What can the theatre industry do to fight the climate crisis?

(A show ready to start, credit: pexels)

Theatre productions are a source of much harm to the planet. The amount of time, energy and materials to put on a single show is massive. A shockingly negative impact on the environment can be witnessed because of the costumes, lighting, scenery, marketing materials and travel considerations for audience after audience. So what can be done to reduce the harm?

  1. Engage everyone involved

Combine the efforts of everyone involved in the production to dedicate themselves to make sustainable choices that fit the artistic visualisation and budget, so that a show yields the least amount of emissions to the earth. Productions that have most successfully implemented new ways of sustainable working place the importance of environmental considerations on a par with artistic and financial decisions. For example, MacBeth, which featured James McAvoy, made use of costumes that were reclaimed, reused and recycled from army surplus suppliers, vintage and charity shops, undoubtedly saving money for the production and generating a sustainable option through cooperatively deciding to repurpose costumes. 

  1. Reduce, reuse, repurpose, recycle

By reducing the amount of finite or non-recyclable supplies, and by seeking to utilise materials that can be reused, you can recognise the opportunity to repurpose existing items to be remade anew. This guarantees that as much as possible is recycled, and a greener production can be realisable.

  1. Use and experiment with sustainable materials

In being creative with materials that one can use, the negative environmental impact of theatre productions can be reduced. Examples would be in understanding where materials are sourced, such as timber which is FSC-certified. This ensures it has been produced from sustainably managed stock. Manmade, petroleum-based products such as PVC tape and toxic finishes can be replaced with alternatives, such as Velcro, bungee cords, fabric ties, and natural lacquers. 

  1. Be energy efficient

Energy is almost always a production’s largest controllable environmental impact. The largest energy impact in auditoriums is heat, which can be controlled by communicating with the building manager. By adjusting the building’s parameters, this allows for flexibility in temperature and natural ventilation. Additionally, with increased options for efficient and environmentally sustainable power suppliers, better choices can be made.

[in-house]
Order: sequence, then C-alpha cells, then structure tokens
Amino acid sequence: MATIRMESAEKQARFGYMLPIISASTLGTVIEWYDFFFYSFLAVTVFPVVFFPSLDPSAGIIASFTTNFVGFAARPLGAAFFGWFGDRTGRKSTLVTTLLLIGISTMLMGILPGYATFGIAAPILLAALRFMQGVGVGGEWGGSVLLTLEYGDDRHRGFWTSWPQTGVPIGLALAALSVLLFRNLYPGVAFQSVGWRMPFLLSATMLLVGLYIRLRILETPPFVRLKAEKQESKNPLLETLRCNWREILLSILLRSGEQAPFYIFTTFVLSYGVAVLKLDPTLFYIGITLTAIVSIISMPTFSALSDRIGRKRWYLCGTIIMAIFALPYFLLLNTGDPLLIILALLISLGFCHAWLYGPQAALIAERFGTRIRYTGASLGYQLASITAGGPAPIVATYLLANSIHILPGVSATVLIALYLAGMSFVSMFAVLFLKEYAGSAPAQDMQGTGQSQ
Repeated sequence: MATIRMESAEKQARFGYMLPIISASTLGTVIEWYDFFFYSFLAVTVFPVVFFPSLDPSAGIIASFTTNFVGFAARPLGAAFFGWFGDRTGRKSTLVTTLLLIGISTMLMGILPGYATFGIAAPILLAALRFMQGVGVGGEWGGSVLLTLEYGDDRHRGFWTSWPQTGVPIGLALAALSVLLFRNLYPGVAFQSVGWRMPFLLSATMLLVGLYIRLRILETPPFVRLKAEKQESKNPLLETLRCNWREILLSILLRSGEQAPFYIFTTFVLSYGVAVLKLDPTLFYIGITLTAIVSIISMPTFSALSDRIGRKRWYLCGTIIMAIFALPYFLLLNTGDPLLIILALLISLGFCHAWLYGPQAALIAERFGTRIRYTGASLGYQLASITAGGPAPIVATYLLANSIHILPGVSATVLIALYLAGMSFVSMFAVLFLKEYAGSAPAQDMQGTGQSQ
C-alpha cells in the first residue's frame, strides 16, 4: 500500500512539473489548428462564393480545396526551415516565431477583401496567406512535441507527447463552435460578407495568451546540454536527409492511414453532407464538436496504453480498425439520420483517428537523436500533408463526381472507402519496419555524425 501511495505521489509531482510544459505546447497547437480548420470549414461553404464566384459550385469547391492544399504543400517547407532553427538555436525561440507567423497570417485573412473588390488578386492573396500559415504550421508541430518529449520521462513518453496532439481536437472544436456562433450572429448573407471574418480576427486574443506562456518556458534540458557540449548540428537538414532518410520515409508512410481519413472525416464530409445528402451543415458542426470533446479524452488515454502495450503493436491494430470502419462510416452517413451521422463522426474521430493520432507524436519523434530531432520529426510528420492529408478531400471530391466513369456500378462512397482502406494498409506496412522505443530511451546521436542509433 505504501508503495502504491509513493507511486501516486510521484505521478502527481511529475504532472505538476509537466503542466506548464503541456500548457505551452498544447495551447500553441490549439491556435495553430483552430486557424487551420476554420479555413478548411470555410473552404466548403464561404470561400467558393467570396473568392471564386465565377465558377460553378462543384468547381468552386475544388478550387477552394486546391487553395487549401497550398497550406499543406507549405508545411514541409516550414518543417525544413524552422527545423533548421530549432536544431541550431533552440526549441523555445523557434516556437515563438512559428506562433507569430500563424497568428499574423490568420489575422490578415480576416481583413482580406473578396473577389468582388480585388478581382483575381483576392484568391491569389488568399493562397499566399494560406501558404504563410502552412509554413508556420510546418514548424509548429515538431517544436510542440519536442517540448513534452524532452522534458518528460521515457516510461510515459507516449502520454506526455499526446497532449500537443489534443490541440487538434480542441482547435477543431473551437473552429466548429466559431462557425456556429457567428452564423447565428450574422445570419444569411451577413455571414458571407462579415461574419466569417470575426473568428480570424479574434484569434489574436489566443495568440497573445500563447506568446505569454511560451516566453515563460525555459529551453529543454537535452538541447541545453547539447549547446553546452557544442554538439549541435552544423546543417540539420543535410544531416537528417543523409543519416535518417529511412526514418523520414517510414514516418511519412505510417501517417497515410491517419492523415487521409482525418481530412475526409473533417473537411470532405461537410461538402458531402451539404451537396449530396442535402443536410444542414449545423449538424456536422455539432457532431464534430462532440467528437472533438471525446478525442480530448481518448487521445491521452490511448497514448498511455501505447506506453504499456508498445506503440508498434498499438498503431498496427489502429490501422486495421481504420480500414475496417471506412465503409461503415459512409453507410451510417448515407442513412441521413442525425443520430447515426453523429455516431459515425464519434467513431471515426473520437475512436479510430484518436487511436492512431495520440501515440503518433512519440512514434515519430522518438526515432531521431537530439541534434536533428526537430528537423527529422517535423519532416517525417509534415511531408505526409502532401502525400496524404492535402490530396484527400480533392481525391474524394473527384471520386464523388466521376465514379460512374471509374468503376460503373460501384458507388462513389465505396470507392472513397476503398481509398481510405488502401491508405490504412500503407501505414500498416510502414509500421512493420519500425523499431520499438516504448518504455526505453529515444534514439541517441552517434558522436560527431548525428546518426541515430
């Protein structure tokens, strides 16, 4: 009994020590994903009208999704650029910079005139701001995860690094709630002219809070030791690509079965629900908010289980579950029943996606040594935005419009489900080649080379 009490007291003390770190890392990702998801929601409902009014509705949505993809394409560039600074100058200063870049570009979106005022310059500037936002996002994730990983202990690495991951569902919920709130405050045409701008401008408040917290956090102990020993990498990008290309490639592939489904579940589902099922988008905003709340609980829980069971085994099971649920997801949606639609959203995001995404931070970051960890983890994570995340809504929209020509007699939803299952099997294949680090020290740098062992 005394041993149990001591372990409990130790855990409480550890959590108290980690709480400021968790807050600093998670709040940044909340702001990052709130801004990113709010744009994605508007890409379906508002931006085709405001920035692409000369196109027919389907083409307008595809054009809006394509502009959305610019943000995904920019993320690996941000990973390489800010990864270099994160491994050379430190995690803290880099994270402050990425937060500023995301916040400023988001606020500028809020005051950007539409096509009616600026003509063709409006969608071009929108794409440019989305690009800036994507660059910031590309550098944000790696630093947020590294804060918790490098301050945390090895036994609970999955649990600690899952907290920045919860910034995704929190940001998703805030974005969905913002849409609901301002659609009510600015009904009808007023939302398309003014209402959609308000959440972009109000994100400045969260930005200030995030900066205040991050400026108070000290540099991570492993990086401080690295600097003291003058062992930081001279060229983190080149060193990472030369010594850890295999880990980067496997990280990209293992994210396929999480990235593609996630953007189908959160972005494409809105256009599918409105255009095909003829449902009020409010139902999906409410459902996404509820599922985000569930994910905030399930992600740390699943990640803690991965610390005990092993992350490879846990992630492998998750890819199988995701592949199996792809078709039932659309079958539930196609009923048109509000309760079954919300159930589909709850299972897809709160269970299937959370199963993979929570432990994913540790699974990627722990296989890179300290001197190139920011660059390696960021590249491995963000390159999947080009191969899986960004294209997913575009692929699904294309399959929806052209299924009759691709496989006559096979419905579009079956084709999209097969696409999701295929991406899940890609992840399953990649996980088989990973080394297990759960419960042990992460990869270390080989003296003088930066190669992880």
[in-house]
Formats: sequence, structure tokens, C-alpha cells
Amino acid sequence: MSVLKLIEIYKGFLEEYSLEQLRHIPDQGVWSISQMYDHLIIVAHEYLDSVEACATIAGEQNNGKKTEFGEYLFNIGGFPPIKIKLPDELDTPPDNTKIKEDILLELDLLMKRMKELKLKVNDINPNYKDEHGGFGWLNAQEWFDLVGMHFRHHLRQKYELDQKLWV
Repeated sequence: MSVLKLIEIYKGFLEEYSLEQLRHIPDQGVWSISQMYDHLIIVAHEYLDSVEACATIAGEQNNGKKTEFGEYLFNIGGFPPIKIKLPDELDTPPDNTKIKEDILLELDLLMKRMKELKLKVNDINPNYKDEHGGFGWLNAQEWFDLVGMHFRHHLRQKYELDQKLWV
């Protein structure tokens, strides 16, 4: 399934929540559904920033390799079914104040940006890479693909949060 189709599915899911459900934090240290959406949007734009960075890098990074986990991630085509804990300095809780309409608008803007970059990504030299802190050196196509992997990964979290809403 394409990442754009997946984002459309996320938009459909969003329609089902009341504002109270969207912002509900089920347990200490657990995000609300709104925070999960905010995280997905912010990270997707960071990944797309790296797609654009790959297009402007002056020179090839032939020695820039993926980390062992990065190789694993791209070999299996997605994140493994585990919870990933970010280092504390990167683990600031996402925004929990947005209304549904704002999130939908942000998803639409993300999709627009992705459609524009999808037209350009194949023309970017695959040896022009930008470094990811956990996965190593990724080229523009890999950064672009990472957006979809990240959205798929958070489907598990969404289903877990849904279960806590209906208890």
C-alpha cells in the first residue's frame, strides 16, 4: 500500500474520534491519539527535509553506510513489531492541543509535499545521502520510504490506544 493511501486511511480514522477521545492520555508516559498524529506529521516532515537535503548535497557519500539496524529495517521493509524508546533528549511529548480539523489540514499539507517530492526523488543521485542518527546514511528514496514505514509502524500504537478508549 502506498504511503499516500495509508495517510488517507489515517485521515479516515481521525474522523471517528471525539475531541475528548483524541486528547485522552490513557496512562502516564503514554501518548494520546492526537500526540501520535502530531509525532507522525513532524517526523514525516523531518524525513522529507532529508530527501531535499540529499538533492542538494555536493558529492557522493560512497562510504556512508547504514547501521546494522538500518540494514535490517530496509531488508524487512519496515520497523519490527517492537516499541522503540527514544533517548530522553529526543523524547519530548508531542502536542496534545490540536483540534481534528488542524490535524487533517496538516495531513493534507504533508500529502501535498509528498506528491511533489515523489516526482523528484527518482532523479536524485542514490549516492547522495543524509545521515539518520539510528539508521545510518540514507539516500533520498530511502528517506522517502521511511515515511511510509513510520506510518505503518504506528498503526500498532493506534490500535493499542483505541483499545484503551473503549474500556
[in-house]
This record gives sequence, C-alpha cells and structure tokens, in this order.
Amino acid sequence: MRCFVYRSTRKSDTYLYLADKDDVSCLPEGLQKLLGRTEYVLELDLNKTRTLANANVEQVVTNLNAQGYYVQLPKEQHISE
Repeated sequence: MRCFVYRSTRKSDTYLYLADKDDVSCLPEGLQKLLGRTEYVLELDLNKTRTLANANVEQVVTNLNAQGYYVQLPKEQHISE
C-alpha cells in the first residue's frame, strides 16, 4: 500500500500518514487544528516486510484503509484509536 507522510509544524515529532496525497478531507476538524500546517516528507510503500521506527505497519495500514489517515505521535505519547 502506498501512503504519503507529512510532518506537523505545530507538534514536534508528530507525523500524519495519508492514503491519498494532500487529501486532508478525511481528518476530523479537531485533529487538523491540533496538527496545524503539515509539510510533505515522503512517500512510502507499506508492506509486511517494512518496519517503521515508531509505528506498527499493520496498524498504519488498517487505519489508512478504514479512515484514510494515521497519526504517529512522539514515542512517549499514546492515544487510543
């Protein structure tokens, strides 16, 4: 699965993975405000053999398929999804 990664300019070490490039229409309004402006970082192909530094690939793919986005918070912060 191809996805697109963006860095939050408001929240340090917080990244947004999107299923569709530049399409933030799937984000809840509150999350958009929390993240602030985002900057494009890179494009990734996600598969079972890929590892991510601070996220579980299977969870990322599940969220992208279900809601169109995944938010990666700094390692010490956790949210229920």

1. Design energy efficient lighting rigs

By designing a lighting rig that uses every light purposefully, selecting the lowest wattage lamp and exploring low energy lighting such as LEDs, a more energy efficient production is attainable. 

  1. Use rechargeable batteries

Rechargeable batteries are 32 times less damaging for the environment than disposables. This can save the production money and reduce the negative impact on the planet. Rechargeable batteries may be used in portable on-stage equipment and should always be recycled after use.

  1. Reduce transport

By combining deliveries, sourcing materials and equipment locally, using public transport, maximising occupancy in cars and vans and creating a set that fits into an economical space, particularly for touring productions, relative carbon emissions can be brought down.

  1. Recycle materials after the show

Recycle all sets, props and costumes after the show, utilising production waste services that don’t send waste to landfill sites and donating items to local organisations, schools and schemes. This develops a friendly relationship between the community and planet.

  1. Monitor your environmental impacts

By monitoring energy use, observing the carbon emission of key materials by utilising a production calculator and identifying where savings and further impacts can be reduced, production companies can continue to assist in the fight against the climate crisis.

  1.  Talk about it

By telling your stories and ambitions to suppliers, artists, collaborators, funders and audiences, further ideas and encouragement to follow a greener production process will be obtained.  Additionally, by spreading the word about ambitions to be more environmentally conscious, more productions will do the same. By urging audiences to act more sustainably and reduce their carbon footprint, they can travel greener and amplify and share your commitment to being an ecological production. 

Ultimately, following the tips displayed in the eco advice above creates a more sustainable and eco friendly show. Hopefully, in implementing these practices, the theatre industry can revert its reputation for the negative impact it leaves upon the planet, so that it may become a standard for other industries to follow.

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